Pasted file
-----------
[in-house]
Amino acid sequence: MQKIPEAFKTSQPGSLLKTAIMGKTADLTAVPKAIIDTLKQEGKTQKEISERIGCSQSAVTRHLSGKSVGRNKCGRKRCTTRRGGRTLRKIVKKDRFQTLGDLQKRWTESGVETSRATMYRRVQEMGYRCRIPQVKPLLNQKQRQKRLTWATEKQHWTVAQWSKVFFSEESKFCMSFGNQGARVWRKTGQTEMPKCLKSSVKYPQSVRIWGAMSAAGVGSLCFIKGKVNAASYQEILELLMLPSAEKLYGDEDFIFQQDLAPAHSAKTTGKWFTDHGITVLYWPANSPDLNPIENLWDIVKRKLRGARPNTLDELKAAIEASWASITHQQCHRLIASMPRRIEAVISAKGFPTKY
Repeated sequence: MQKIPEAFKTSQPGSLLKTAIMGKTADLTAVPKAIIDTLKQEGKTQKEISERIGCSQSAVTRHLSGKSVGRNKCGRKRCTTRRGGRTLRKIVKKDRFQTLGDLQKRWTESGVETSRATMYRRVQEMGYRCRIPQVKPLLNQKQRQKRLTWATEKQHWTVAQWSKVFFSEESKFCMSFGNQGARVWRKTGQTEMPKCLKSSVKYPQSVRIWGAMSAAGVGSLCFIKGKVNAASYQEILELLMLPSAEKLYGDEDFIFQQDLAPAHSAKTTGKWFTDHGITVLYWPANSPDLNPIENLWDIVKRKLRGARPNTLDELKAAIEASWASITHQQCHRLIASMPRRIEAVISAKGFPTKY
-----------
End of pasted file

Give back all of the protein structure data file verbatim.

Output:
[in-house]
Amino acid sequence: MQKIPEAFKTSQPGSLLKTAIMGKTADLTAVPKAIIDTLKQEGKTQKEISERIGCSQSAVTRHLSGKSVGRNKCGRKRCTTRRGGRTLRKIVKKDRFQTLGDLQKRWTESGVETSRATMYRRVQEMGYRCRIPQVKPLLNQKQRQKRLTWATEKQHWTVAQWSKVFFSEESKFCMSFGNQGARVWRKTGQTEMPKCLKSSVKYPQSVRIWGAMSAAGVGSLCFIKGKVNAASYQEILELLMLPSAEKLYGDEDFIFQQDLAPAHSAKTTGKWFTDHGITVLYWPANSPDLNPIENLWDIVKRKLRGARPNTLDELKAAIEASWASITHQQCHRLIASMPRRIEAVISAKGFPTKY
Repeated sequence: MQKIPEAFKTSQPGSLLKTAIMGKTADLTAVPKAIIDTLKQEGKTQKEISERIGCSQSAVTRHLSGKSVGRNKCGRKRCTTRRGGRTLRKIVKKDRFQTLGDLQKRWTESGVETSRATMYRRVQEMGYRCRIPQVKPLLNQKQRQKRLTWATEKQHWTVAQWSKVFFSEESKFCMSFGNQGARVWRKTGQTEMPKCLKSSVKYPQSVRIWGAMSAAGVGSLCFIKGKVNAASYQEILELLMLPSAEKLYGDEDFIFQQDLAPAHSAKTTGKWFTDHGITVLYWPANSPDLNPIENLWDIVKRKLRGARPNTLDELKAAIEASWASITHQQCHRLIASMPRRIEAVISAKGFPTKY